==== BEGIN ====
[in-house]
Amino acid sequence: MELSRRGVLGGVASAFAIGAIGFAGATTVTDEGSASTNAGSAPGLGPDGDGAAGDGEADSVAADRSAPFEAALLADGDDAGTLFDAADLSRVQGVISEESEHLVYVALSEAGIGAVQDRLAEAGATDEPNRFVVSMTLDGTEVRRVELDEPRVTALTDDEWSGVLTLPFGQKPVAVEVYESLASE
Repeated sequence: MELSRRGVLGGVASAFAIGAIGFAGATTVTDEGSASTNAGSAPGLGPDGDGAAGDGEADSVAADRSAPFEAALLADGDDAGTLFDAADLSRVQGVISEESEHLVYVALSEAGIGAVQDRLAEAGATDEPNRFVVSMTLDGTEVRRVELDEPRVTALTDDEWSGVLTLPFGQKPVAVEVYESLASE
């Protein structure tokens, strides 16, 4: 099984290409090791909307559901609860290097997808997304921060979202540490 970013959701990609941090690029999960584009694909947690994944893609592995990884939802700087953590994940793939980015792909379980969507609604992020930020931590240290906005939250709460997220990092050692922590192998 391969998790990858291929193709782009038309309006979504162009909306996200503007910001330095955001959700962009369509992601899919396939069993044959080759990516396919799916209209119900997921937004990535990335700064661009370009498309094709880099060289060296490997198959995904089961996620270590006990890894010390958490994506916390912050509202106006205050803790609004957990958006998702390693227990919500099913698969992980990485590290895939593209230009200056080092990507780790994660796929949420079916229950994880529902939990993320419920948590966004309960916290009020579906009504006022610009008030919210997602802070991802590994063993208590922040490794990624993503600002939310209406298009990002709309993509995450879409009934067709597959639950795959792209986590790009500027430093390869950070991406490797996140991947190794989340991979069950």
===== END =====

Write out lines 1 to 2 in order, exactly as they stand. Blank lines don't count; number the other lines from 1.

[in-house]
Amino acid sequence: MELSRRGVLGGVASAFAIGAIGFAGATTVTDEGSASTNAGSAPGLGPDGDGAAGDGEADSVAADRSAPFEAALLADGDDAGTLFDAADLSRVQGVISEESEHLVYVALSEAGIGAVQDRLAEAGATDEPNRFVVSMTLDGTEVRRVELDEPRVTALTDDEWSGVLTLPFGQKPVAVEVYESLASE